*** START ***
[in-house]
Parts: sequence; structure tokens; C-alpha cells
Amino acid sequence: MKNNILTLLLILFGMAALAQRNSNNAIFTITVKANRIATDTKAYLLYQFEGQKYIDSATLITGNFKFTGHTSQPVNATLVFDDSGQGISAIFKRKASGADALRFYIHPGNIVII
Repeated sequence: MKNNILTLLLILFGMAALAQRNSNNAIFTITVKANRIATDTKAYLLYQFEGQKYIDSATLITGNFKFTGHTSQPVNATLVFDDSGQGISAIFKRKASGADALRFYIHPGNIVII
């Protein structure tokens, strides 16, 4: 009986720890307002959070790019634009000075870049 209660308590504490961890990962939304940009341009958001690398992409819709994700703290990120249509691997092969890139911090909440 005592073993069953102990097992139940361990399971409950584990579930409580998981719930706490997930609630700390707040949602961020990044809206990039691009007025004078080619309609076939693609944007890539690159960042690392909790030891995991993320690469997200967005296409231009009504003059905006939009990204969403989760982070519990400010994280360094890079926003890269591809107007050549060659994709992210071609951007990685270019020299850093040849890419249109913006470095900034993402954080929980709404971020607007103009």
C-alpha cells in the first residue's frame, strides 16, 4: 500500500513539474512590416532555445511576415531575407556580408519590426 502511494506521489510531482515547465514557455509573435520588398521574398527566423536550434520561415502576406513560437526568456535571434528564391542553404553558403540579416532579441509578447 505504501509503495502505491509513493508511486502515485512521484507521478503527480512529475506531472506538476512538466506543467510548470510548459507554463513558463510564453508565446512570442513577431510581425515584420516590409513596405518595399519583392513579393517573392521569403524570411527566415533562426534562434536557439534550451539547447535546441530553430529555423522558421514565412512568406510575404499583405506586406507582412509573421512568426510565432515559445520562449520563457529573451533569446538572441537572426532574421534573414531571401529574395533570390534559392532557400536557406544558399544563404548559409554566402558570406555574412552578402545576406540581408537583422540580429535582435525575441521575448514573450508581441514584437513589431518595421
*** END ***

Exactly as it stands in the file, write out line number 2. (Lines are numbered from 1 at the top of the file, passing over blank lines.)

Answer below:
Parts: sequence; structure tokens; C-alpha cells